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I was asked to profile (using some tool, such as YourKit or JVisualVM) a couple of implementations of the Traveling Salesman Problem (find the minimum path that visits all the given set of cities), in the context of a Algorithms Analysis and Design graduate course.

Taking in consideration the brute force approach of the algorithm, I'm wondering, though, how to best use the tools (for instance, JVisualVM) to analyze the spatial and temporal complexities of the algorithm. If I'm not in error the algorithm has spatial complexity of O(n), as it basically grows linearly with the number of cities, while it is O(n!) in temporal complexity.

The math isn't the issue here.

After playing for a bit with both the referred tools, I'm having some hard time understanding how can they be of any use to my problem.

Sure I can see which methods are being used the most and which % of the time is being used in each one of them, and what is the actual memory footprint, so that can be all be regarded as hints where to optimize.

But other than that, and other than seeing the % of the CPU which is actually being used (or IO accesses, which never occur in this program), I can't see how can I actually learn something about the algorithm with these tools than the math before referred didn't.

What should be my main concerns when using profilers to the analysis of algorithms? Also, I've put basic time recording capabilities embedded in my program. Maybe I could use the profiling tools to better do that job?

Thanks

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Welcome to profiling. If they tell you anything, they don't tell you much. If you can single-step the program at the statement or instruction level, you will get a much clearer idea of how it might be made to go faster. You will be able to see exactly how it wastes time, because it will be wasting your time. –  Mike Dunlavey Feb 22 '12 at 22:41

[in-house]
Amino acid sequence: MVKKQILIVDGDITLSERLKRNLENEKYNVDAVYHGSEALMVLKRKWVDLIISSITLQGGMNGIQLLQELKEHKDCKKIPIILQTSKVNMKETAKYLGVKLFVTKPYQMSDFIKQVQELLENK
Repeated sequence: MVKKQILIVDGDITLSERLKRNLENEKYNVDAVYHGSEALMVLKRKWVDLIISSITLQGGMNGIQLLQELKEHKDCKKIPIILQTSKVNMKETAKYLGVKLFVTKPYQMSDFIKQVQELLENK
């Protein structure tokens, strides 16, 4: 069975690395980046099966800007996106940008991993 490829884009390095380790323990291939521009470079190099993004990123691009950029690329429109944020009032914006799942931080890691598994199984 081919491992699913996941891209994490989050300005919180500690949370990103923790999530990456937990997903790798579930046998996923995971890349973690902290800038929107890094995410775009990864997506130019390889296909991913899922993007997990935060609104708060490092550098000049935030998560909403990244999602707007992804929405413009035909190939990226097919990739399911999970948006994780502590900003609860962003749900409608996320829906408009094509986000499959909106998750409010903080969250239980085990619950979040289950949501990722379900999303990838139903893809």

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@MikeDunlavey: That's fine if you know where to look, but profiling is what tells you where to start when you have no idea where the bottleneck is (especially when it only occurs under specific circumstances). –  TMN Feb 23 '12 at 1:11
    
You complexity analysis is wrong: The traveling salesman problem is NP complete - not only O(n). –  Martin Schröder Feb 23 '12 at 7:49
    
@TMN: I was referring to the OP's traveling salesman algorithm. For big software you're right, single-stepping won't work. Profilers won't either - try it. Here are PDF slides showing why. –  Mike Dunlavey Feb 23 '12 at 13:06
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1 Answer 1

I typically use the Performance Diagnostic Model (PDM) approach as taught by Kirk Pepperdine (he's a world leading expert on Java performance). One of the things it teaches is that the profiler is a scalpel you use once you've diagnosed the general nature of the performance problem / analysis you want to do. You typically start with looking at who the dominant consumer of the CPU is. This can be:

  1. System (i.e. Operating System/Hardware)
  2. User (which in turn splits into JVM or the Application)
  3. No dominator (which generally means CPU starvation)

So my question is - What question are you trying to answer in analysing these implementations? Is it their performance? If so then the profiler is actually the wrong place to start (starting with the profiler is common misconception that's taught).

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"So my question is - What question are you trying to answer in analysing these implementations? Is it their performance?" That's the main issue. I'm not really sure. I think my professor's idea would be to see how much the reality is in touch with theory (spatial / temporal complexity). –  devoured elysium Feb 22 '12 at 23:10
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I'd seek some clarification in that case :-). Spatial/Temporal complexity can be looked at via profilers, however they can also be analysed in other ways. You can also run some micro benchmarks using n inputs and see what the call stack is like in the profiler –  Martijn Verburg Feb 22 '12 at 23:26
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